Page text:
In October 2015, the California Legislature enacted SB 327, amending California Labor Code section 516 to specifically include within the Labor Code the waiver of the second meal period that had previously been contained in Section 11(D) of Wage Orders 4 and 5, and which the California Court of Appeal had invalidated in the original Gerard v. Orange Coast Medical Center decision; consequently, the discussion in the advisory below is no longer relevant except for historical purposes. SB 327 included a statement that the waiver of the second meal period has been valid and enforceable since October 2000. On March 1, 2017, the California Court of Appeal issued an unpublished, second decision in the Gerard case, confirming that SB 327 applies retroactively.
As a result, the ruling striking down the waiver of the second meal period for health care employees is no longer the law in California and where the criteria in section 11(D) of Wage Orders 4 and 5 are met, health care employers may utilize its second meal period waiver procedure.
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Narrowly construing the California Labor Code provisions on meal periods, the California Court of Appeal struck down a provision in the Industrial Welfare Commission Wage Orders that allows health care employees working 12-hour shifts to waive their second meal period on days when they work more than 12 hours. Gerard v. Orange Coast Memorial Medical Center, issued on Feb.10, 2015.
Meal periods for California employees are governed both by the California Labor Code and by Wage Orders of the Industrial Welfare Commission.
Labor Code Section 512 establishes the timing requirements for meal periods. The Wage Orders then spell out more specific rules for meal periods applicable to specific industries and occupations. In most cases, an employer is required to provide a 30-minute, duty-free meal period beginning no later than the end of the fifth hour of work, although the employee and the employer may agree to waive that meal period if the employee’s total workday is shorter than six hours. When an employee works more than ten hours in a workday, the employer must provide a second, 30-minute meal period, which may be waived if the employee’s total workday is not longer than 12 hours and the first meal period was not waived.
Wage Order 5 applies to hospitals and other healthcare employers, and Wage Order 4 may apply to certain other employees who perform health care work but are not employed by hospitals. Section 11(D) in Wage Orders 4 and 5 provides that health care employees who provide patient or veterinary care or who work in a clinical department and who work in excess of eight hours in a workday “may voluntarily waive their right to one of their two meal periods” provided certain requirements are met. Section 11(D) of Wage Orders 4 and 5 applies to health care industry employees regardless of whether they are covered by a collective bargaining agreement.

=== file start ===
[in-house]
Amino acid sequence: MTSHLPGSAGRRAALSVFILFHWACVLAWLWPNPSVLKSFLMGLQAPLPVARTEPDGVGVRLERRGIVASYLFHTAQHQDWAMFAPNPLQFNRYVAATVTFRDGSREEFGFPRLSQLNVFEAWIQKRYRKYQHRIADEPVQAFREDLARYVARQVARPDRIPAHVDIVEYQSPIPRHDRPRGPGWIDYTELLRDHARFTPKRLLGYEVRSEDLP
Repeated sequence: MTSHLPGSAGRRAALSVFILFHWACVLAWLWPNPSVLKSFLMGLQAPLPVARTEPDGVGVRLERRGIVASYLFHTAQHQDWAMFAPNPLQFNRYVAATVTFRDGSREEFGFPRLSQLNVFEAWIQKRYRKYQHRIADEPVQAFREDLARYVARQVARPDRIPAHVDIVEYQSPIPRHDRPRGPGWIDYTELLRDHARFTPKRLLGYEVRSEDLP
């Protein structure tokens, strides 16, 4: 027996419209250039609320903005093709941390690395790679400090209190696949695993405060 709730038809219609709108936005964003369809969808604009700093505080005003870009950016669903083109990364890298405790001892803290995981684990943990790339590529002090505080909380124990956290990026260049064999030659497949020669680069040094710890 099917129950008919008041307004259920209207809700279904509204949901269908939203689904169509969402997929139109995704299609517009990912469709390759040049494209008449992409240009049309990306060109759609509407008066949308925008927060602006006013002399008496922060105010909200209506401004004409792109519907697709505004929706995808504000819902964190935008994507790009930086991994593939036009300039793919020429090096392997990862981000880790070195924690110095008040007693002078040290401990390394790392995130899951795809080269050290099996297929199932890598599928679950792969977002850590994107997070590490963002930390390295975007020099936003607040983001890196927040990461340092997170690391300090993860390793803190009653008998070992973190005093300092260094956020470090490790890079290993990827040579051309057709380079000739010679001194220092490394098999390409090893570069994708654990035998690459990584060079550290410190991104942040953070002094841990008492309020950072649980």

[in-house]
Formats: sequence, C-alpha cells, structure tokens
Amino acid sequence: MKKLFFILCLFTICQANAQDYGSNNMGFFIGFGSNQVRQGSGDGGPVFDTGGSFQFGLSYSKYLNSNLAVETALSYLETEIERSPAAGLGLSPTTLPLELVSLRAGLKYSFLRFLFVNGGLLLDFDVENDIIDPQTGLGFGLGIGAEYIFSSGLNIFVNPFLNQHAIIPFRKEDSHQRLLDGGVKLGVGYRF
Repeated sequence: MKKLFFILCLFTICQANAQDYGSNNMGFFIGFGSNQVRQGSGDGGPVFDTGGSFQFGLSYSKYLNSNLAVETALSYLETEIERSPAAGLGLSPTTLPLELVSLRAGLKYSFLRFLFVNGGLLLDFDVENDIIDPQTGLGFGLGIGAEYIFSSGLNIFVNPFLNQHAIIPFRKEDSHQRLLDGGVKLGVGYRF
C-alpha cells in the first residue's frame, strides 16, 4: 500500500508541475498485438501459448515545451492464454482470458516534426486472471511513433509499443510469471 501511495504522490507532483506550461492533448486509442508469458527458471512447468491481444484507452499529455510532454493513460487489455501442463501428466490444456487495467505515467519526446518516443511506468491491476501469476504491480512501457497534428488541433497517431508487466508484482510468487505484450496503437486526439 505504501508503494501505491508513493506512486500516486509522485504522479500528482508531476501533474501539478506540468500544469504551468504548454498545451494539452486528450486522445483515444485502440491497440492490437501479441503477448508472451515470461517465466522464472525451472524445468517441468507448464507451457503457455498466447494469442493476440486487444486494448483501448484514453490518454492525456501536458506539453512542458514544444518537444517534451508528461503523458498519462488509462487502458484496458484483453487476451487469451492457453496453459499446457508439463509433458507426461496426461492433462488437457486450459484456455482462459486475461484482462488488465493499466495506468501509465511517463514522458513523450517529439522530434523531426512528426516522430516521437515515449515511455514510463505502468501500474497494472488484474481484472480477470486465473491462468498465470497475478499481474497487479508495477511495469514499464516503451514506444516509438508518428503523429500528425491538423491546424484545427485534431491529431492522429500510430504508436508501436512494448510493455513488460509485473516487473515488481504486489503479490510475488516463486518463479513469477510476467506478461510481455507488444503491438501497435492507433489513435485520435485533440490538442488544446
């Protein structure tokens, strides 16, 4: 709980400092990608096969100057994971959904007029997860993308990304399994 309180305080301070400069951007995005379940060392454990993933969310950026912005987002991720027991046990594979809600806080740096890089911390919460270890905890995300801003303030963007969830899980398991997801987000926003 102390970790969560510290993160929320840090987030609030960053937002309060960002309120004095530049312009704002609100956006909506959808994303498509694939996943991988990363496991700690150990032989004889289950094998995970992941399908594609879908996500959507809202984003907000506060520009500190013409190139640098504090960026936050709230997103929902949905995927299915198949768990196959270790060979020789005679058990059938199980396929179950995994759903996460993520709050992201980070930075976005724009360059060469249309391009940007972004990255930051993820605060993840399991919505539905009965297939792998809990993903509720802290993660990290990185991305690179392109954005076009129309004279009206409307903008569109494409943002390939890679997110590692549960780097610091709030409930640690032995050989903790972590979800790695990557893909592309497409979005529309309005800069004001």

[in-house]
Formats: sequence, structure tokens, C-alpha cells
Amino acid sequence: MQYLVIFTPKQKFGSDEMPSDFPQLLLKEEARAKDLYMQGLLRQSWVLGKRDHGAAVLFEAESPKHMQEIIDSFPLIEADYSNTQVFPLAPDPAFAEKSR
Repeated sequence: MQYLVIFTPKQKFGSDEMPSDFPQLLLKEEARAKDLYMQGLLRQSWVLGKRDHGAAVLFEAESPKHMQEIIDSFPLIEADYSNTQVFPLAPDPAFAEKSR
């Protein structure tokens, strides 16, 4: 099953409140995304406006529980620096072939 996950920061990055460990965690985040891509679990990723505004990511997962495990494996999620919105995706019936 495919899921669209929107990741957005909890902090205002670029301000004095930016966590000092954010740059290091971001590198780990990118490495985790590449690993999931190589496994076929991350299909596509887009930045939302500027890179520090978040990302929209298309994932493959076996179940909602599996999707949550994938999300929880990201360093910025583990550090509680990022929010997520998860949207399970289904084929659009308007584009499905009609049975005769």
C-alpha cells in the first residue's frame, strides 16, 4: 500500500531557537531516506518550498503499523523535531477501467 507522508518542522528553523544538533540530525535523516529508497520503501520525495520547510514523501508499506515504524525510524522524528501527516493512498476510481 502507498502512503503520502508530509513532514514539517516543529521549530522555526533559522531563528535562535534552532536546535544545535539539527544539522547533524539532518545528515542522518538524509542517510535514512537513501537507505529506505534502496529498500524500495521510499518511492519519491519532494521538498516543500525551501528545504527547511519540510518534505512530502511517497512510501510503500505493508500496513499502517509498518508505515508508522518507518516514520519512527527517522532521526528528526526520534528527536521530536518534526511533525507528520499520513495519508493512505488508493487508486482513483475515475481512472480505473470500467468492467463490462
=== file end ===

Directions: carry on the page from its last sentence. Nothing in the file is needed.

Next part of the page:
The plaintiffs were three former employees of Orange Coast Memorial Medical Center who worked 12-hour shifts on patient care teams. Occasionally they worked longer than 12 hours. They each had agreed to waive their second meal period by signing written agreements that met the requirements of Section 11(D). They sued on behalf of a class of employees who were scheduled to work 12-hour days, claiming that the policy of allowing employees to waive the second meal period violated Labor Code Section 512 on those days when the employees ultimately worked longer than 12 hours, because Labor Code section 512 only permits a waiver of the second meal period if the workday does not exceed 12 hours.
The trial court granted summary judgment in favor of the Medical Center. The Court of Appeal reversed, finding Section 11(D) to be invalid to the extent that it purports to permit employees to waive their second meal period when the workday exceeds 12 hours. The Court explained that, although the Wage Orders are ordinarily to be treated as binding regulations, this is not the case when a Wage Order provision directly contradicts a requirement of the Labor Code.
The Medical Center argued that it had reasonably relied on the Wage Order, so the Court’s ruling should be applied prospectively and it should not be liable to the plaintiffs. The Court rejected that argument and ordered that its decision be treated as retroactive for purposes of determining whether the employer owes an additional hour of pay under Labor Code section 226.7, which provides that on any workday when an employer fails to provide a legally mandated meal period, the employer must pay an additional hour’s wages to the employee.
Unless the Supreme Court grants a review of the case (the petition for review would be due by late March), the Girard decision is binding law in California. As a result, health care employers that have employees working 12-hour shifts should revisit their meal period policies right away to ensure that they take into account the likelihood of occasional overtime. Health care employers and employees may still agree to waive the second meal period on days when the employee’s total work time does not exceed 12 hours. To account for the fact that employees may occasionally work longer than the scheduled shift, however, 12-hour shifts should be shortened, or a meal period should be built in – or the extra hour’s pay for a missed meal period should be paid on any day when a 12-hour employee works overtime. In addition, health care employers who use second meal period waiver agreements should review their form agreements and ensure that they do not allow the second meal period to be waived when the employee works for more than 12 hours.